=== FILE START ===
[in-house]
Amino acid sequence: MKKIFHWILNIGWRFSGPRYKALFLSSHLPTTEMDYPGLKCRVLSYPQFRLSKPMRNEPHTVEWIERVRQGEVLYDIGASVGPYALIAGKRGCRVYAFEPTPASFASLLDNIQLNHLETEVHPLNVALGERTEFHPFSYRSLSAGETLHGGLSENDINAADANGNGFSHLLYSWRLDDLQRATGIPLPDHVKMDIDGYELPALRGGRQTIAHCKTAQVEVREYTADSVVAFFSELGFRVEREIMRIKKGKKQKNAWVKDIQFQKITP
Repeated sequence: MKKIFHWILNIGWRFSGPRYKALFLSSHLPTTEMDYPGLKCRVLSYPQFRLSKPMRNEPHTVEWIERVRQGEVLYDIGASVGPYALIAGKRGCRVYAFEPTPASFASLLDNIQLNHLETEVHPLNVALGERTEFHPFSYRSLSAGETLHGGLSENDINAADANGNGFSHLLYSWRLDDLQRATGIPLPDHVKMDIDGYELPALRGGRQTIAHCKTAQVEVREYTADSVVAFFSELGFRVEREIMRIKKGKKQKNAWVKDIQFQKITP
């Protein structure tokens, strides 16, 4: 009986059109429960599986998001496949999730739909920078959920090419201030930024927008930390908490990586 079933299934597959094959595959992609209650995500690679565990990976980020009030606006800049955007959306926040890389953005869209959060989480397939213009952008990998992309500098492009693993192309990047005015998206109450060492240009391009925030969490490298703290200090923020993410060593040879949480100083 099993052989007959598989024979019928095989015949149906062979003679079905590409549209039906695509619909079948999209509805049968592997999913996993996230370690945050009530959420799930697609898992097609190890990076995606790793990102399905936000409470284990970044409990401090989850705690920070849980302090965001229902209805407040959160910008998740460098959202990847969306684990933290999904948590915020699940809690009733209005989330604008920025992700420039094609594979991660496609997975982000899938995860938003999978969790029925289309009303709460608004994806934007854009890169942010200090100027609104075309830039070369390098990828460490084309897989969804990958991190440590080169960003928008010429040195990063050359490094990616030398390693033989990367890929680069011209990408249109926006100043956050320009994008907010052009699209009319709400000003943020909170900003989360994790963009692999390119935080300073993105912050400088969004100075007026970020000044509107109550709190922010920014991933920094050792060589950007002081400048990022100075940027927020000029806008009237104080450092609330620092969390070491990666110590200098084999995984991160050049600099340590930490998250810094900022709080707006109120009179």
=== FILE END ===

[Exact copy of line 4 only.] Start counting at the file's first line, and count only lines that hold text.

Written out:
């Protein structure tokens, strides 16, 4: 009986059109429960599986998001496949999730739909920078959920090419201030930024927008930390908490990586 079933299934597959094959595959992609209650995500690679565990990976980020009030606006800049955007959306926040890389953005869209959060989480397939213009952008990998992309500098492009693993192309990047005015998206109450060492240009391009925030969490490298703290200090923020993410060593040879949480100083 099993052989007959598989024979019928095989015949149906062979003679079905590409549209039906695509619909079948999209509805049968592997999913996993996230370690945050009530959420799930697609898992097609190890990076995606790793990102399905936000409470284990970044409990401090989850705690920070849980302090965001229902209805407040959160910008998740460098959202990847969306684990933290999904948590915020699940809690009733209005989330604008920025992700420039094609594979991660496609997975982000899938995860938003999978969790029925289309009303709460608004994806934007854009890169942010200090100027609104075309830039070369390098990828460490084309897989969804990958991190440590080169960003928008010429040195990063050359490094990616030398390693033989990367890929680069011209990408249109926006100043956050320009994008907010052009699209009319709400000003943020909170900003989360994790963009692999390119935080300073993105912050400088969004100075007026970020000044509107109550709190922010920014991933920094050792060589950007002081400048990022100075940027927020000029806008009237104080450092609330620092969390070491990666110590200098084999995984991160050049600099340590930490998250810094900022709080707006109120009179």